Nucleic Acids

Date: May 25, 2023 2:00 pm (ET)


  • Maureen McKeague
    McGill University
  • Rajwinder Kaur
    University of Lethbridge

Maureen McKeague
McGill University

Title: DNA, RNA, and modified aptamer biosensors

The oligonucleotide equivalents of antibodies, known as aptamers, have emerged as potential molecular recognition rivals. Aptamers possess several ideal properties including chemical stability, in vitro selection, and lack of batch-to-batch variability. These properties have motivated the incorporation of aptamers into a wide variety of analytical, diagnostic, and therapeutic applications. This presentation will examine the work of our group in the selection, characterization, and application of aptamers as biosensors.

Bio: Assistant Professor Maureen McKeague obtained a BSc in Biochemistry and Biotechnology (2007), followed by a PhD in Chemistry (2012) both at Carleton University. Her research applied DNA nanotechnology to detect food toxins. She wanted to apply her interest in nucleic acids to the newer field of “synthetic biology”, so she moved to the Department of Bioengineering at Stanford University in California from 2012-2016 for an NSERC postdoctoral fellowship award. She then transitioned to ETH Zurich in Switzerland for 2 years as a senior researcher in the Department of Health Sciences and Technology. Here, she studied the biological relevance of alkylating DNA damage in mutagenesis and carcinogenesis. At the end of 2018, she joined McGill University as a unique joint appointee in both the Department of Pharmacology and Therapeutics and the Department of Chemistry. She is currently the Canada Research Chair in Genomic Chemistry. Her lab is interested in developing nucleic acid therapeutics and biosensors.

Rajwinder Kaur
University of Lethbridge

Title:  Exploring the versatility of metallonucleases using a multiscale computational approach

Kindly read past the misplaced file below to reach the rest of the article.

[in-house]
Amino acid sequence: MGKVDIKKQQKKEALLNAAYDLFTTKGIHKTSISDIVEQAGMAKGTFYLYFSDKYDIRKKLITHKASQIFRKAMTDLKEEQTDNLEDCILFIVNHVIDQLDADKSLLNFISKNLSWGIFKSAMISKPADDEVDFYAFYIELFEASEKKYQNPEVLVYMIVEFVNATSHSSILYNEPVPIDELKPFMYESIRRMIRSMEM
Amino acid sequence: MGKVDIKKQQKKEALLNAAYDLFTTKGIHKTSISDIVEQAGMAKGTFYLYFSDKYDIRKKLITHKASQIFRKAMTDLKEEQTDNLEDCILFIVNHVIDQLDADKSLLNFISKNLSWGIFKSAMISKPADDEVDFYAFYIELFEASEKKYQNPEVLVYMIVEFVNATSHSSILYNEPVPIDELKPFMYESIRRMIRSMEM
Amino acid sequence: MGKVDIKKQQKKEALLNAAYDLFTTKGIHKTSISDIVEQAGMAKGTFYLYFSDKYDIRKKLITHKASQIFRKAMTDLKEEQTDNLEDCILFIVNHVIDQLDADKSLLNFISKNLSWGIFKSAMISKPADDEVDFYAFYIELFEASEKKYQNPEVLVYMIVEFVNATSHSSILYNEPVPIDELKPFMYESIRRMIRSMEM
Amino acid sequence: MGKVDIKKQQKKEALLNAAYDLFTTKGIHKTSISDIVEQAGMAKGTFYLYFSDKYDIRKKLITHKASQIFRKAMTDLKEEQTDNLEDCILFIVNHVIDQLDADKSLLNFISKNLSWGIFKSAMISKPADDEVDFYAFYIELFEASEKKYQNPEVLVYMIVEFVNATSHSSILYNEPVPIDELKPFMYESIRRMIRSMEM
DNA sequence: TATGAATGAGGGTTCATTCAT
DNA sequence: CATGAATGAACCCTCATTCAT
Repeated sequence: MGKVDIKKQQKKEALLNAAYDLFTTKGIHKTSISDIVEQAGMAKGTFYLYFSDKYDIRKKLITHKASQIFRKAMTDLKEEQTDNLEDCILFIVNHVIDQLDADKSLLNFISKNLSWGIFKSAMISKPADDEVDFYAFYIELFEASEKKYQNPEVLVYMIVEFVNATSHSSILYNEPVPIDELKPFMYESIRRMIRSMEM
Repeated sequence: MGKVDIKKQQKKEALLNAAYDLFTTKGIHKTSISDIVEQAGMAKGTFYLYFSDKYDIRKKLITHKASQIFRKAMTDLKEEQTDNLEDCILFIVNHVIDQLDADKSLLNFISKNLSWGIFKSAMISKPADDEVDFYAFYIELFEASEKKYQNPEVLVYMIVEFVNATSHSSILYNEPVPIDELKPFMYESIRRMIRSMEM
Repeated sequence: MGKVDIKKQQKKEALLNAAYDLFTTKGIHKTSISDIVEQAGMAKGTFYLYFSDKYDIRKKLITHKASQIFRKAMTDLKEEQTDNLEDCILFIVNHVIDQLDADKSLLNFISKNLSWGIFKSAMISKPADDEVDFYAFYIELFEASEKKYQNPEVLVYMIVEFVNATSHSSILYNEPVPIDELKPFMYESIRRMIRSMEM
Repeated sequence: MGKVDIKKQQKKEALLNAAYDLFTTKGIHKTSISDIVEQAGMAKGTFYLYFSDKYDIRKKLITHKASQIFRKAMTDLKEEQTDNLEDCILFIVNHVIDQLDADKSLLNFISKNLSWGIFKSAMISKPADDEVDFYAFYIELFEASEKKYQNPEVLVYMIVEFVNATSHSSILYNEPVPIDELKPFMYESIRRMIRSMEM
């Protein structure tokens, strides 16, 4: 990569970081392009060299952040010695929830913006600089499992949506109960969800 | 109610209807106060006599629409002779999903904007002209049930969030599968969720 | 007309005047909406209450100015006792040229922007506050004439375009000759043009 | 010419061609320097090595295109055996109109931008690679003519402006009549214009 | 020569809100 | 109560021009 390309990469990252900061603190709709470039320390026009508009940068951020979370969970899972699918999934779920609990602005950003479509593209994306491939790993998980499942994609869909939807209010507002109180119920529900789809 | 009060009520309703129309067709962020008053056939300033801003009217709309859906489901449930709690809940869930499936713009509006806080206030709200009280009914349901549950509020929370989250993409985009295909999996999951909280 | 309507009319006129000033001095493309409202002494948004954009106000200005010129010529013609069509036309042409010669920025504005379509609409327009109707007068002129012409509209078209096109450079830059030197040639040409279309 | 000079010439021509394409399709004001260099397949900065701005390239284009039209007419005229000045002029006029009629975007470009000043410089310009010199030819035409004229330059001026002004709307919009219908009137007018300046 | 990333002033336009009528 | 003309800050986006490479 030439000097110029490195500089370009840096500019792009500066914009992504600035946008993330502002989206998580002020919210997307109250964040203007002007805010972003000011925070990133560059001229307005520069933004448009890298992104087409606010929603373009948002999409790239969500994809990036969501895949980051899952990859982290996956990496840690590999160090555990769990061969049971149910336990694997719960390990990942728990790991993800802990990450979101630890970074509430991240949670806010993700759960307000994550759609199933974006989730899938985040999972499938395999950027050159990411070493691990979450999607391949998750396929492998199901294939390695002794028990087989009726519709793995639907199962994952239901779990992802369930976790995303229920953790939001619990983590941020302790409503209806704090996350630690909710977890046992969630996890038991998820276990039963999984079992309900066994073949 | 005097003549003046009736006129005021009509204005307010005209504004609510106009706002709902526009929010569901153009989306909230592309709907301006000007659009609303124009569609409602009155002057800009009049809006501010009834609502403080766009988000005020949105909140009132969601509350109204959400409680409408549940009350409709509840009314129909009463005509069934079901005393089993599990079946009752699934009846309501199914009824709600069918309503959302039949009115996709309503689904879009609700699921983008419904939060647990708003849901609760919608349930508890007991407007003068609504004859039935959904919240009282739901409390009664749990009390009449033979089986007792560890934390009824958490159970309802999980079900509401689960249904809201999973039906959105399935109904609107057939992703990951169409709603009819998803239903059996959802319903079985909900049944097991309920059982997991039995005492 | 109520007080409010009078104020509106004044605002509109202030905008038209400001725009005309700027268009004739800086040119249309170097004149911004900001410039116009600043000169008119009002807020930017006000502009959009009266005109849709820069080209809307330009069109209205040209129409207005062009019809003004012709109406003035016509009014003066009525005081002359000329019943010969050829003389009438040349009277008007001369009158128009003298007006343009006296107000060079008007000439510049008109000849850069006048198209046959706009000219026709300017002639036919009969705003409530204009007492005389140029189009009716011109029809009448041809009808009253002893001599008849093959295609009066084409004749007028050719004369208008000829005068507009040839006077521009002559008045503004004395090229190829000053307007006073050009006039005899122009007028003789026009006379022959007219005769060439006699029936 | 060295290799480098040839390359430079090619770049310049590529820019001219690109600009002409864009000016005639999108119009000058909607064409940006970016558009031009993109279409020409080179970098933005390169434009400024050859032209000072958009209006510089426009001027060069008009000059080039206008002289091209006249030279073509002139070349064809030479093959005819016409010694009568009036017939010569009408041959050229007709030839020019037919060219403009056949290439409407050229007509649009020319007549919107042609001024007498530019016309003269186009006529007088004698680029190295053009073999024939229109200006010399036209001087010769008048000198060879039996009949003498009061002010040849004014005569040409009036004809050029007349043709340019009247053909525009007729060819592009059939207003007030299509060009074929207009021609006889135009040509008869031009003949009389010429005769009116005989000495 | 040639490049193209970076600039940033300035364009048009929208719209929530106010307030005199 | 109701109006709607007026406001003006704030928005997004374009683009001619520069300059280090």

The phosphodiester linkage is a highly stable bond that is ubiquitous in biological systems. For example, the remarkable resistance of the phosphodiester backbone in nucleic acids to cleavage is essential for the storage of genetic information and proper cell function. Nevertheless, there are many instances in biology and biotechnology in which cleavage of the nucleic acid backbone is necessary. For example, DNA phosphodiester bond hydrolysis is critical to repair nucleobase damage or abasic sites to maintain genetic integrity, while cleavage in RNA is critical for quality control during protein synthesis. Furthermore, nucleic acid backbone hydrolysis can be exploited in bioindustries for DNA amplification and shuffling in genetic engineering. Nucleases are a broad class of enzymes that facilitates the challenging phosphodiester bond cleavage by increasing the reaction rate by a factor of 1017. Many nucleases rely on metals to enhance catalysis, with the role of the metal ion(s) being a topic of debate. While the two-metal mediated mechanism has been universally well accepted for the bond cleavage, support in favor of one metal being enough for catalysis has been growing in recent years. Although there is an abundance of computational studies on nucleases that use two metal ions, the atomic-level details of the one-metal mediated chemistry are poorly understood. This work provides fundamental information regarding how different endonucleases use one or two metals to efficiently catalyze the phosphodiester bond hydrolysis in nucleic acids and how diversity in active site architectures leads to different chemical pathways for the same reaction. Specifically, we have used a mixed computational approach that includes QM cluster, molecular dynamics (MD) simulations, and quantum mechanics–molecular mechanics calculations (QM/MM) to provide clues about endonuclease function. The mechanistic details uncovered by this work will open the door for applications in disease diagnostics, genetic engineering, and designing small molecule inhibitors to target a host of diseases.

Bio: Rajwinder Kaur. I am a final year PhD student in Dr. Stacey Wetmore’s lab. My research focuses on understanding the catalytic pathways used by metallonucleases.